With reports of cyber criminals increasingly focusing on smaller companies for targeted attacks, now more than ever businesses that store sensitive data need to consider how they protect their information systems.
And while you can install firewalls and take other precautionary measures, should an attack occur, you will be left facing untold costs and possible fines and lawsuits by those whose data may have been exposed. One way to protect your company is by securing a cyber liability policy.
But what does a cyber policy cover, and why should you get one? You may think an attack may never target your firm, but if it does and you are without insurance coverage, you may be sorry you didn’t act.
1. Data is a very valuable asset
Your data is almost certainly worth many times more than the physical equipment that it is stored upon.
Yet most business owners do not realize that a standard property policy would not respond in the event that this data is damaged or destroyed. A cyber policy can provide comprehensive cover for data restoration and rectification in the event of a loss, no matter how it was caused, and up to the full policy limits.
2. Systems downtime is not covered by a business interruption policy
If a cyber attack, computer virus, or malicious employee brings down electronic point-of-sales software or other important electronic functions, a traditional business interruption policy would not respond.
Cyber insurance can provide coverage for loss of profits associated with a systems outage that is caused by a computer virus or denial-of-service attack.
3. Cybercrime is the fastest-growing type of crime
Thanks to the internet, your business is now exposed to the world’s criminals and is vulnerable to attack at any time of the day or night.
Phishing scams, ransomware, identity theft, and telephone hacking are all crimes that traditional insurance policies do not address. Cyber insurance can provide comprehensive crime cover for a wide range of electronic perils that threaten your financial resources.
4. Your company can be held liable if it loses third-party information
Non-disclosure agreements and commercial contracts often contain warranties and indemnities in relation to data security that can trigger expensive damages claims if a breach occurs.
Also, consumers file suit after businesses lose their data. You can also be subject to fines for not acting quickly and notifying clients whose data may have been breached.
A cyber liability policy can help protect against these various costs.
5. Businesses face severe penalties if they lose customer credit card data
Global credit card crime is worth over $7.5 billion a year, and increasingly this risk is being transferred to the retailers whose customers’ credit card data is breached.
Under merchant service agreements, compromised businesses can be held liable for forensic investigation costs, credit card re-issuance costs, and the actual fraud conducted on stolen cards.
These losses can run into hundreds of thousands of dollars for even a small retailer. Cyber insurance can help protect against all of these costs.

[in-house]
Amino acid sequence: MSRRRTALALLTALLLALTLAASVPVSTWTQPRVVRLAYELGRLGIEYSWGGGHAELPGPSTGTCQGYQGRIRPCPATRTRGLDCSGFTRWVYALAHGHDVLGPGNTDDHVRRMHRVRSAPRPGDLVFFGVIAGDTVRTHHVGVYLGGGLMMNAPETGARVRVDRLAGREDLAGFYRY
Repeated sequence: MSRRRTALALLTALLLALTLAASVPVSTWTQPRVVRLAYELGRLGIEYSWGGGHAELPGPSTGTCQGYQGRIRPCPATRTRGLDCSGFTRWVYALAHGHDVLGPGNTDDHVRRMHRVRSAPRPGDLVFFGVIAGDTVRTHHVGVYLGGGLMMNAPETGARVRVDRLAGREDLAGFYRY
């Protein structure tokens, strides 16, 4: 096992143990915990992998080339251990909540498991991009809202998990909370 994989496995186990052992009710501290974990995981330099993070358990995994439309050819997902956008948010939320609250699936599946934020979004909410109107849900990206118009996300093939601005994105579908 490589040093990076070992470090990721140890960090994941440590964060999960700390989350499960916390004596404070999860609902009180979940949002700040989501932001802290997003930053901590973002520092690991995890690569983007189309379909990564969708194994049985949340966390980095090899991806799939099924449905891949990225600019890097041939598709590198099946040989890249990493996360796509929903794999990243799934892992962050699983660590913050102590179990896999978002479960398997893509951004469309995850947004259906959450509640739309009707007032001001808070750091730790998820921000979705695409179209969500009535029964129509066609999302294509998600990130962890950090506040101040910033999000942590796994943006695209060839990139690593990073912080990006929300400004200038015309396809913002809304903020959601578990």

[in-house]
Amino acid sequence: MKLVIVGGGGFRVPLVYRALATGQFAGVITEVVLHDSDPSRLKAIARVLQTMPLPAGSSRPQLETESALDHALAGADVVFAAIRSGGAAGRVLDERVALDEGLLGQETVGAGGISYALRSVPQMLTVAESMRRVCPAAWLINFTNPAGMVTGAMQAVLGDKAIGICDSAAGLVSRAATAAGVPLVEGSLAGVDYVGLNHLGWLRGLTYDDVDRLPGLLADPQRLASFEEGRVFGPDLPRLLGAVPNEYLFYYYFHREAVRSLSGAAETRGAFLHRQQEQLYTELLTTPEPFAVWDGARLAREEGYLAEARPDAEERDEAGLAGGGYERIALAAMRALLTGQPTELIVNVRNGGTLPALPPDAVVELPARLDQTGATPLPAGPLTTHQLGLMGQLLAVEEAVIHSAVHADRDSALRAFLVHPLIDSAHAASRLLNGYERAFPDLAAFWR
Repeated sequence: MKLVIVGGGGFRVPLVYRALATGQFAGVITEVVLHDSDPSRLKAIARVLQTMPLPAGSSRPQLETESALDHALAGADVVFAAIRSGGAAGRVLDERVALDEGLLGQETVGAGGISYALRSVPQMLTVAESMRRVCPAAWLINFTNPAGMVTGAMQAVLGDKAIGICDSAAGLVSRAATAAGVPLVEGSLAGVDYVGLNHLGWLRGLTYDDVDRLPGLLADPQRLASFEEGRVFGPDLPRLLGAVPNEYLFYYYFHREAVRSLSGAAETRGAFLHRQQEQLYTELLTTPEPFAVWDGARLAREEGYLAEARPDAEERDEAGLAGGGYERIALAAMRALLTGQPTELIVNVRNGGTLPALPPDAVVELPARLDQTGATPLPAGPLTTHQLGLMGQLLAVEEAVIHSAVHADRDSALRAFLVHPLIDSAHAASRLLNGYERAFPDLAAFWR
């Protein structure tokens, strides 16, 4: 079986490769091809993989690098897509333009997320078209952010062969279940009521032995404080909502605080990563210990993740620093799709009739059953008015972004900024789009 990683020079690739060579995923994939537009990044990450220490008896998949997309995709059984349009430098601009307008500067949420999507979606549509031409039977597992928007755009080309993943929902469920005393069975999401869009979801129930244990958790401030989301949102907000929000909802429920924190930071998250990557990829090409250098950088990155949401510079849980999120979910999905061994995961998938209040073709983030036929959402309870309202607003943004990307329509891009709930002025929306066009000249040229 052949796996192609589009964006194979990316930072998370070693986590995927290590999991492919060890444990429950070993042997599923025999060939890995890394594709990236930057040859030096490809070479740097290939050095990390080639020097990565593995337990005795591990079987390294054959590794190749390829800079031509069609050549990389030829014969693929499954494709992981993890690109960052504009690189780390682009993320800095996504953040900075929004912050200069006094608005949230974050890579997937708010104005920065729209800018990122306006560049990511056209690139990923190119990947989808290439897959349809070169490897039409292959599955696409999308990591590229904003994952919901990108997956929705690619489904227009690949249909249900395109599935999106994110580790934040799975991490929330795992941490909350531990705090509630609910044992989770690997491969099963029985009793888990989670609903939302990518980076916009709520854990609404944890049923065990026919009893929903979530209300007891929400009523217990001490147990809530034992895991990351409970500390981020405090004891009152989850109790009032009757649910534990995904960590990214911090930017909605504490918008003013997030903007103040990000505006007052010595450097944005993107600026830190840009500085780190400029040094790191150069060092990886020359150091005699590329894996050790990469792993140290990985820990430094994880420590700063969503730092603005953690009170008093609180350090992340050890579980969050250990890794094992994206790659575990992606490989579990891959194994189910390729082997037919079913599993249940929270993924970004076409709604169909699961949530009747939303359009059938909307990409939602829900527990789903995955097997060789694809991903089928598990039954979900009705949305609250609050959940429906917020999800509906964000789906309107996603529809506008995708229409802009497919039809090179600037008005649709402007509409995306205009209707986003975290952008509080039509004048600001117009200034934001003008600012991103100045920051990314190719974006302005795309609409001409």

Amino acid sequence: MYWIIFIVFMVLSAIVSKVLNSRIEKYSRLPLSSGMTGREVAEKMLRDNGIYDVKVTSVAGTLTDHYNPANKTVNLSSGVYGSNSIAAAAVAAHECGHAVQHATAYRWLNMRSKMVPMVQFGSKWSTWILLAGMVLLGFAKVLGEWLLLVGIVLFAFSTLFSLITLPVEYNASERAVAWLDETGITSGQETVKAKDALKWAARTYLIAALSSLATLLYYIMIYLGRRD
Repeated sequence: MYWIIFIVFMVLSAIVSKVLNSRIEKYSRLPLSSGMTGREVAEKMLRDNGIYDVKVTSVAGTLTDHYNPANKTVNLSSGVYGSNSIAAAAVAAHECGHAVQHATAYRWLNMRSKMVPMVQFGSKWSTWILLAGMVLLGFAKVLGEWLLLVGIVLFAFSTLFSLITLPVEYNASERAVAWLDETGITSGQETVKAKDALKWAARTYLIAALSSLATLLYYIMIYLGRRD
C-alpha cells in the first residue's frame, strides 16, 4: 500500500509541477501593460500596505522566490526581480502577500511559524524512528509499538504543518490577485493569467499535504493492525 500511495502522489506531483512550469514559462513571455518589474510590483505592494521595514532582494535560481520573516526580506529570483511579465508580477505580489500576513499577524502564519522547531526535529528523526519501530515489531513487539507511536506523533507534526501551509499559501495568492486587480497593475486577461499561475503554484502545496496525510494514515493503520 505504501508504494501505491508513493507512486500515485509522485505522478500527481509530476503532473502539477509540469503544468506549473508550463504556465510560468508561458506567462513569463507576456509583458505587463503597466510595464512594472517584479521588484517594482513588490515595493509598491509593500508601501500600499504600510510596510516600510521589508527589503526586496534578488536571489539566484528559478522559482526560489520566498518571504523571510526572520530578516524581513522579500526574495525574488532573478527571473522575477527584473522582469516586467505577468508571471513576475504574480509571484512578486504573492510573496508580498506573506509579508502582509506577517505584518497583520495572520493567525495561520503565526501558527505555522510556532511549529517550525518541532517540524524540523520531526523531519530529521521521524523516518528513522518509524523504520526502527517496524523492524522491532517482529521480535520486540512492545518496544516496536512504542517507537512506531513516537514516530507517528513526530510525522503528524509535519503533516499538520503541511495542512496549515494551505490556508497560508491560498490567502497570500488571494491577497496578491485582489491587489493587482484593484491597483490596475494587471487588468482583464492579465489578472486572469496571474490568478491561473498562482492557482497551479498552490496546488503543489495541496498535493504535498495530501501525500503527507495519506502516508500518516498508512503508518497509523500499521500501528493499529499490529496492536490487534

6. Complying with breach notification laws costs time and money
Breach notification laws generally require businesses that lose personal data to notify individuals that were potentially affected.
Customers who have had their data compromised expect openness and transparency from the businesses they entrusted it with. Cyber policies can cover costs associated with providing a breach notice, even if it is not legally required.
7. Your reputation is your top asset, so why not insure it?
Although there are certain reputational risks that can’t be insured, you can insure your reputation in the event of a security breach. When your systems have been compromised, you run a risk of losing the trust of your loyal customers, which can harm your business far more than the immediate financial loss.
Cyber insurance can not only help pay for the costs of engaging a PR firm to help restore this, but also for the loss of future sales that arises as a direct result of customers switching to your competitors.
8. Social media claims are on the rise
What employees say on behalf of the company on social media can be a liability if posted carelessly. A cyber policy can cover claims arising from leaked information, defamatory statements, or copyright infringement.
9. Portable device loss or theft can expose your firm
A laptop left on a plane, a smartphone stolen in a restaurant, or a USB stick going missing are all examples of risks that can open your company up to data theft or stolen intellectual property.
Also, the devices themselves are being targeted, with a growing number of viruses being built just for them.
Cyber insurance can help cover the costs associated with a data breach should a portable device be lost, stolen, or fall victim to a virus.
10. Small firms are increasingly being targeted
While the large-scale attacks in the news often involve big companies, small firms are also at risk and often don’t have the financial resources to get back on track after a cyber attack or other kinds of data loss.
According to Symantec’s “The Threat Landscape in 2021” report, the fastest growth area for targeted attacks is on businesses with fewer than 250 employees, accounting for 31% of all attacks.
A cyber liability policy can help protect smaller companies against the potentially crippling financial effects of a privacy breach or data loss.